The Mozambique Recycling Association is a not for profit organization dedicated to promoting recycling and to establishing selective collection of solid waste. Its activities are focused on buying recycled material for later sale. Amor was founded in July 2009 by Mozambican environmentalists, aiming to promote recycling and integrated solid waste management in Maputo33Association website available at <http://www.associacao-mocambicana-reciclagem.org/>. Acessed: 23 Dec. 2014.. Firstly, they installed three collection points for recyclable waste - Eco Points or voluntary delivery points in Maputo. These had increased to six collection points by mid-2012. Amor buys paper, cardboard, plastic, metals, glass and electronics for values between 0.75 cents and 3.00 meticais per kilogram of recyclable waste.

The Eco Points are run by female members of a local association that buys recyclable waste from the public, weighs it and packs it into containers to be sold to Pagalata. Waste pickers (male), on bicycles with trailers, go door to door collecting and/or buying recyclable waste. The income of those running the Eco Points and of affiliated waste pickers is around 2,500 meticais, roughly US$100 (half a national minimum wage).

The president of Amor estimates that the association supports more than 350 informal workers (90% women), who assist in collecting and processing the 400 tons of material sent to international markets for recycled materials (South Africa, Germany, China, etc.). The association also works on raising the population's awareness, and that of public and private institutions, of the importance of recycling, through communication campaigns, educational projects, workshops, leaflets and online44Available at: <http://www.associacao-mocambicana-reciclagem.org/>..

PAGALATA - Recycling Center

Pagalata is a Mozambican company that buys recyclable waste to export to the international market. It began to operate in December 2006 collecting, processing and exporting paper/cardboard, cans (aluminum, iron and tin) and glass bottles. It collects and buys material at source (restaurants, hotels, offices and others) as well as that brought by waste pickers to the sorting center next to the Hulene waste dump. Recyclable material is sorted, cut up, compacted and packaged.

Pagalata was the only formal company identified in the study. It sells recyclable material on a large scale to industry, mainly for exportation. In 2009, Amor originated from this company.

The partnership between the selective collection and recycling organization and the municipal administration is an association of entities (municipal and organization), aiming to develop an activity together, in this case, promoting selective collection and recycling, so as to dispose of solid waste more adequately.

Of the four organizations studied, all were in partnership with the municipality, and the collection method in each was mixed: household/door-to-door collection, at volunteer delivery points and/or sorting centers and sale/exchange points for waste pickers and private individuals. The coverage of the projects within the municipality is poor, as the majority of the population is unaware of them due to poor divulgation, a cost for the organizations. However, according to the director of the municipal health directorate, the municipality plans to expand the projects to cover more neighborhoods and make them known to the whole population.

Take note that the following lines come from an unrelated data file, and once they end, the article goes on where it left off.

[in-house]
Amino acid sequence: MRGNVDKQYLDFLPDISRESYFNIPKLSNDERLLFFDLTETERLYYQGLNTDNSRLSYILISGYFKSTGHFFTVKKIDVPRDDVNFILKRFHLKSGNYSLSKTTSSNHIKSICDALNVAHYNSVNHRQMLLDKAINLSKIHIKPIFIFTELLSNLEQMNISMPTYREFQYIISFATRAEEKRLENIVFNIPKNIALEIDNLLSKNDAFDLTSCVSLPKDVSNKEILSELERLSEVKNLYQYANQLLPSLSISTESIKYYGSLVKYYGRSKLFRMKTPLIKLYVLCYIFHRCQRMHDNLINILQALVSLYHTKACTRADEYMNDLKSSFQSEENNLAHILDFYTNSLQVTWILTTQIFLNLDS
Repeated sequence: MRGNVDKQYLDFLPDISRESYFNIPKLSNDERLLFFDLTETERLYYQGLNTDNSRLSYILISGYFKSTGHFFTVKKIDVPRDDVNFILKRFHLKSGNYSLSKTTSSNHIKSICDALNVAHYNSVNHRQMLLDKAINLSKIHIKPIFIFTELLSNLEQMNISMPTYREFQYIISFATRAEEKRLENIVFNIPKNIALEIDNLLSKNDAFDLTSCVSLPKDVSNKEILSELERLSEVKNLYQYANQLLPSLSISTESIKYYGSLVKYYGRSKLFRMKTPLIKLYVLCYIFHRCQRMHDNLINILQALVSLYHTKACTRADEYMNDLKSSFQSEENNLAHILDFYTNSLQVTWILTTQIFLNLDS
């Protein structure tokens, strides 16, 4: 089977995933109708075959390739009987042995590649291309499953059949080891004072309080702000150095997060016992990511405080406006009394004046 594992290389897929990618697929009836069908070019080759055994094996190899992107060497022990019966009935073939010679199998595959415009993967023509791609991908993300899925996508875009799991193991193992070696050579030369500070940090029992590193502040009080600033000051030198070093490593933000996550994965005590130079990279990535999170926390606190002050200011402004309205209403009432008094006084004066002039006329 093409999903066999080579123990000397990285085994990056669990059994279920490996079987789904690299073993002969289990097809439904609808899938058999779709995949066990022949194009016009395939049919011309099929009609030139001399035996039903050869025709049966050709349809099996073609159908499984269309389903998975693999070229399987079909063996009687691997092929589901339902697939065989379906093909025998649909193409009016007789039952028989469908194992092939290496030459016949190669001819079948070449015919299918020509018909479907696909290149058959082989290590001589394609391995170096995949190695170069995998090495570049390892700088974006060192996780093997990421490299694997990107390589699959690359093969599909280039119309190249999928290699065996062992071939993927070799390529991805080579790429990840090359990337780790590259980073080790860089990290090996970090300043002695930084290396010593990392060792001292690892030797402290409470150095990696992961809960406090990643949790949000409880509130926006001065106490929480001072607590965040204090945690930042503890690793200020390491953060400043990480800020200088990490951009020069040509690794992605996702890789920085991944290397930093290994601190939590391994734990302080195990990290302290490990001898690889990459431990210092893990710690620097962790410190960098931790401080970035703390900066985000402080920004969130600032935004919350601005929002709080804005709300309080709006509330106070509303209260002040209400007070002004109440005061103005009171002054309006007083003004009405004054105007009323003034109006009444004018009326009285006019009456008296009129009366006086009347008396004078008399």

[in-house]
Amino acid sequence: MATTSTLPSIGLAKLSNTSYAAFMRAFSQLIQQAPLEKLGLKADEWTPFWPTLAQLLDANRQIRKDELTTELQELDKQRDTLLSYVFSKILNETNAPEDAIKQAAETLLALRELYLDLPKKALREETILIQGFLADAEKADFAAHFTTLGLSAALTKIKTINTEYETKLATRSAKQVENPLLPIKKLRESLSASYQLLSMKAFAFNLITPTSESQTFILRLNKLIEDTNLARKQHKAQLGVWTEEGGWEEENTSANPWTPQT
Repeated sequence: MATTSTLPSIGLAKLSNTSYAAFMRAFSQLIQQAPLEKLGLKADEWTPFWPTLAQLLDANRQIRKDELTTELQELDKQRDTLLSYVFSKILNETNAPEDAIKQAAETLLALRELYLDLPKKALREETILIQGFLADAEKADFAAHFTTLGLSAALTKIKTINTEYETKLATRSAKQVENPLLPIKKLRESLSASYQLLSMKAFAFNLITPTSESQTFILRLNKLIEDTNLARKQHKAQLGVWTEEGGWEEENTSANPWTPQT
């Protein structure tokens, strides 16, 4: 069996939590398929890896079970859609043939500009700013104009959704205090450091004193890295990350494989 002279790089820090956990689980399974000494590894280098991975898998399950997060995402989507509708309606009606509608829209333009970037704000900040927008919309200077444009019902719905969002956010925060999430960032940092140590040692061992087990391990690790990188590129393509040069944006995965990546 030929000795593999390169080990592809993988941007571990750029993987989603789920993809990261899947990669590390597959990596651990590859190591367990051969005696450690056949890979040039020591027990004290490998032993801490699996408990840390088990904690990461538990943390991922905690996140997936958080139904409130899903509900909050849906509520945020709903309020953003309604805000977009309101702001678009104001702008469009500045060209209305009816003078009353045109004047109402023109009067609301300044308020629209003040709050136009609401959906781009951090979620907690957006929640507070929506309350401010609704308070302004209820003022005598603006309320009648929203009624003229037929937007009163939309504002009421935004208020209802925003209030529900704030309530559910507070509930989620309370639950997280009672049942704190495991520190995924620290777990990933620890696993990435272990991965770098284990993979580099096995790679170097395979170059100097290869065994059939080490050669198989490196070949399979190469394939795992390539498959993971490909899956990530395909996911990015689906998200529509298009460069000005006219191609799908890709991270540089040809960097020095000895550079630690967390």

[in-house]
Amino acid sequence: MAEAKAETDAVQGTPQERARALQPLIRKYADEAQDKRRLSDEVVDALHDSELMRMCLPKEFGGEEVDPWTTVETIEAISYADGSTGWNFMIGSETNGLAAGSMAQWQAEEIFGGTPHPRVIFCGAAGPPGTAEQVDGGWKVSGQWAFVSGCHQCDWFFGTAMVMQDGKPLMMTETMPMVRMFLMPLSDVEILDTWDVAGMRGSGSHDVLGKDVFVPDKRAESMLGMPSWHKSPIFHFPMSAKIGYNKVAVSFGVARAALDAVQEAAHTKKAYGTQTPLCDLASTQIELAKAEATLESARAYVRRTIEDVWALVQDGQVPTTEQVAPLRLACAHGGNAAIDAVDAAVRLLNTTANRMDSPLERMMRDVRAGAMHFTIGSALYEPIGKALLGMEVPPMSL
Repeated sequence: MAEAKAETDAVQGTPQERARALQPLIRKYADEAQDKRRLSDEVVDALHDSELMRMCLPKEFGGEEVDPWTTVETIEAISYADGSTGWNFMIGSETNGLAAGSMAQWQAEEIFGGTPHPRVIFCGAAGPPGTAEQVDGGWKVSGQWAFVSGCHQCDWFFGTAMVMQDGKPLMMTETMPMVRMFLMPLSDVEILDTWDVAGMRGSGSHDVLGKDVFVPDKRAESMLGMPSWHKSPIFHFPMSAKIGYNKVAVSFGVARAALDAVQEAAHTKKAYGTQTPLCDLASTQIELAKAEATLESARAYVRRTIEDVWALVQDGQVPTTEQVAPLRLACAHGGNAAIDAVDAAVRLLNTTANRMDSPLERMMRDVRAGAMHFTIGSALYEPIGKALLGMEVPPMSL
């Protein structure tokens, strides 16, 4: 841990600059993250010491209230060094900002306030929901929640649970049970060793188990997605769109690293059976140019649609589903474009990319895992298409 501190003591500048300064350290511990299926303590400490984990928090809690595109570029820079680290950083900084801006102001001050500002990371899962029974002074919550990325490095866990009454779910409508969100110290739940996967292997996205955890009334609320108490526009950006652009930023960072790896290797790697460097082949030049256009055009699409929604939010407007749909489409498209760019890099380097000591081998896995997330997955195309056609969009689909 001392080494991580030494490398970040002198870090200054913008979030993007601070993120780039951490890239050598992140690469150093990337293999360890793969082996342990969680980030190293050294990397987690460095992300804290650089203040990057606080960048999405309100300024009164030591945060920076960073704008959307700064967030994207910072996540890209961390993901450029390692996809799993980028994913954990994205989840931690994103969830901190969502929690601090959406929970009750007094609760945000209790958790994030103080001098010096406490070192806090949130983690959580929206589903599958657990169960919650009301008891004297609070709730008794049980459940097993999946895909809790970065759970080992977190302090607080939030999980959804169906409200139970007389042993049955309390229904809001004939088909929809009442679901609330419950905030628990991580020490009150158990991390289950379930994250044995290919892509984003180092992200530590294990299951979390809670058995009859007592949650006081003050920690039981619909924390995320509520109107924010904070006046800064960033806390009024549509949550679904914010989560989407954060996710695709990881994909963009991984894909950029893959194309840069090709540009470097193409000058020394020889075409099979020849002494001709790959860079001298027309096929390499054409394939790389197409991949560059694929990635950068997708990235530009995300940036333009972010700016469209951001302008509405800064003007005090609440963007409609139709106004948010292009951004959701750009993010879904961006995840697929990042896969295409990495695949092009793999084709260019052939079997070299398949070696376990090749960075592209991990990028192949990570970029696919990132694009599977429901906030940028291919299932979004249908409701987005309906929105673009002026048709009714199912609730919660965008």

Legal instruments of the partnerships between the municipality and the organizations

The selective collection partnerships between the municipality and the organizations were formalized through agreements. Three organizations had a partnership with the municipality and this consisted of providing land on which to install the waste sorting sheds and processing area (Fertiliza and Recicla) and providing public areas to install recyclable waste collection points (Amor) rent free. During the study, Pagalata informed us that it did not have any type of partnership with the municipality, although the latter had provided support in setting up the activity. When questioned on the motives for this lack of partnership, the company representative was unable to say why. The Pagalata sorting center functions on land rented from private individuals.

Although the Solid Urban Waste Cleanup Posture in Maputo, (Maputo, 2008) states that it is up to the municipality to create economic and other initiatives to encourage the use of environmentally productive technologies and products, which implies reducing, reusing and recycling SUW, there are no municipal laws or decreed establishing partnerships. In the same document, cap. IV art. 15 states that the municipality should support the creation of cooperatives, small businesses and municipal associations participating in different areas and/or components of the municipal clean up system, producing profit and social and environmental benefits.

The agreement between the local authorities and the selective collection organizations is the instrument that actually established the bases of partnership and defines the duties and rights of each partner in carrying out the project.

Infrastructure and equipment